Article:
The stakes are high, and time is of the essence. Every day, children worldwide are dying of cancer and other life-threatening diseases. Who has the intellect, the drive and the know-how to save them? The problem is too great for governments or international philanthropic organizations to handle alone.
So two years ago, St. Jude Children’s Research Hospital stepped into the gap. The hospital’s president and chief executive officer, James R. Downing, MD, announced a six-year, $7 billion strategy to accelerate progress toward curing childhood cancer.
Eager to accept that challenge, the hospital’s faculty and staff embraced the task. As they can attest, progress comes quickly at St. Jude.
Race against time
The first task Downing faced was recruiting visionary leaders in areas such as financial operations, clinical efforts, strategic planning, information services, global outreach and the Comprehensive Cancer Center.
“It’s important to have people who understand the culture of St. Jude, who know our history and recognize that special magic that makes St. Jude what it is,” he explains. “We’ve been able to recruit seasoned leaders who bring new energy, offer new perspectives, and pose new ways of solving problems. We’re able to draw incredible people to this institution. That’s because of who we are—our workforce and our mission. People want to be a part of that.”
The leadership team immediately set to work, creating new programs and ensuring that employees know their roles in accomplishing the hospital’s mission. That dynamic has enabled Downing to begin checking tasks off the plan’s to-do list. Because, after all, there’s no time to lose.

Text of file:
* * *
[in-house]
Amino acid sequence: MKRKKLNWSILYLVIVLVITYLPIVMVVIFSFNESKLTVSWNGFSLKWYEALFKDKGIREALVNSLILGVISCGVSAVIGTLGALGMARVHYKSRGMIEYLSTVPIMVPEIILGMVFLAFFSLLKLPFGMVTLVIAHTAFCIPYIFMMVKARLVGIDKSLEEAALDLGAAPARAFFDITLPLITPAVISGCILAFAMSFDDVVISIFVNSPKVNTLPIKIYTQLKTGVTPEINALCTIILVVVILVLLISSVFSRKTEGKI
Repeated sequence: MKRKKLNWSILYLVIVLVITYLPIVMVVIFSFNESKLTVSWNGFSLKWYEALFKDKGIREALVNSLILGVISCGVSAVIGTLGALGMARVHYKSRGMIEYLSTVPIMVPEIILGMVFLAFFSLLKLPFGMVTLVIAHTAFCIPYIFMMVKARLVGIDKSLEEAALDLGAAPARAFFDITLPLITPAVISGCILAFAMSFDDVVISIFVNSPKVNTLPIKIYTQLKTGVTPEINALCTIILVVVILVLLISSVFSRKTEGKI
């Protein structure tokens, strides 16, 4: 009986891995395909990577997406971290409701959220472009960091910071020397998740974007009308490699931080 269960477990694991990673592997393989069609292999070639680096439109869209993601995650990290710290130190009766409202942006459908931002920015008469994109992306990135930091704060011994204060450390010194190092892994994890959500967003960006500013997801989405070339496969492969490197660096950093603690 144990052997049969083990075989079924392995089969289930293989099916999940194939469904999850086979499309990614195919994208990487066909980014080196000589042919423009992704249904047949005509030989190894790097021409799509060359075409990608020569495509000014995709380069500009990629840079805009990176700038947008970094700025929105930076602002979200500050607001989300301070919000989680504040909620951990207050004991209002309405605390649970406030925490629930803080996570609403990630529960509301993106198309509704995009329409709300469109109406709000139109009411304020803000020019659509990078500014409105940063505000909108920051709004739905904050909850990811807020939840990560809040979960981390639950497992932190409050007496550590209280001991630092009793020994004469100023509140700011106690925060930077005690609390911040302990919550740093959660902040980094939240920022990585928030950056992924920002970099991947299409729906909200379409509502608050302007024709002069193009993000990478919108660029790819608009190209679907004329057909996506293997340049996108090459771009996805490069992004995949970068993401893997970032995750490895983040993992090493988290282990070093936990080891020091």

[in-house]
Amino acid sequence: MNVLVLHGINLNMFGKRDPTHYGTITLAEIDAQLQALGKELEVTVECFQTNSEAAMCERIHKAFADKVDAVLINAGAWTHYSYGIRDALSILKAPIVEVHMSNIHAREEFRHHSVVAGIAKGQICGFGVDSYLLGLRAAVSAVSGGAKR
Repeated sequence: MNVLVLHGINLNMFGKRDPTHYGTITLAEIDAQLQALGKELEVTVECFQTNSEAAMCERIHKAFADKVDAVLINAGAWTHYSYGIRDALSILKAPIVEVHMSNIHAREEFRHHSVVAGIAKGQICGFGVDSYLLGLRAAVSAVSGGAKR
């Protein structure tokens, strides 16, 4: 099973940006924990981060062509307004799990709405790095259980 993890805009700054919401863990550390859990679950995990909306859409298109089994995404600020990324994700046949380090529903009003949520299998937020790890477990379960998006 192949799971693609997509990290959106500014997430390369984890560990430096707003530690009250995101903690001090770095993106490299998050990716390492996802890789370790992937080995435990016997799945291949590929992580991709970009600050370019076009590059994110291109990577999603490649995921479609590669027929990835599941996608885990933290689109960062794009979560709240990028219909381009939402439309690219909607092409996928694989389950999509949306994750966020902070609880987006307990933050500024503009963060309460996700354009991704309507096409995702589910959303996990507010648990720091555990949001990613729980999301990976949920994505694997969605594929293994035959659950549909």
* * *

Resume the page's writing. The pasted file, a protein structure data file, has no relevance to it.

One of the earliest accomplishments involved establishing the world’s first proton therapy center designed solely for children. The St. Jude Proton Therapy Center enables scientists to define the best way to use this treatment, which propels sub-atomic particles into tumors while sparing healthy tissue. More than 150 children have undergone proton therapy at St. Jude thus far.
The hospital has also launched new precision medicine efforts, many of which have their genesis in the St. Jude – Washington University Pediatric Cancer Genome Project, which compared the genetic blueprint of cancerous and normal cells from more than 800 children. That project revealed important details about a host of childhood cancers.
During the past couple of years, the hospital has begun moving whole-genome sequencing to the clinic. A study called Genomes for Kids evaluated the feasibility, acceptance and impact of using genomic sequencing for children with cancer.
St. Jude created a Cancer Predisposition Program to work with families whose children may have genetic lesions in their normal tissues that significantly increase their risk of developing cancer.
The hospital’s clinical genomics service incorporates specialists from across the institution, all dedicated to using precision medicine to save lives. This service is already being used in front-line therapy through the hospital’s newest clinical trial for leukemia and lymphoma.